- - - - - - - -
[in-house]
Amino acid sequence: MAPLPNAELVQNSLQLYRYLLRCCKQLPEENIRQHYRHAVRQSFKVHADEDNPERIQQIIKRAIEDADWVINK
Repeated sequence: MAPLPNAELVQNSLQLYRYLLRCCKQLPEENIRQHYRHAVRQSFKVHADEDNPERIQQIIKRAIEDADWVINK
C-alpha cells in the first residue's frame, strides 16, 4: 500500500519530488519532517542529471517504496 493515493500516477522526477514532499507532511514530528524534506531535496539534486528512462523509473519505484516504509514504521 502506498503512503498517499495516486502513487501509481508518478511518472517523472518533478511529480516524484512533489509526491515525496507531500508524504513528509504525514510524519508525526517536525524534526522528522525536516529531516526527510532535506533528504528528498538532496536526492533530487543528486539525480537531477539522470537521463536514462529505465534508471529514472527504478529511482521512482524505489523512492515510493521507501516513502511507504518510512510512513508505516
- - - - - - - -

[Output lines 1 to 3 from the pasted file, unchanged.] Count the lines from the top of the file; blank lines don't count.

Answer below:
[in-house]
Amino acid sequence: MAPLPNAELVQNSLQLYRYLLRCCKQLPEENIRQHYRHAVRQSFKVHADEDNPERIQQIIKRAIEDADWVINK
Repeated sequence: MAPLPNAELVQNSLQLYRYLLRCCKQLPEENIRQHYRHAVRQSFKVHADEDNPERIQQIIKRAIEDADWVINK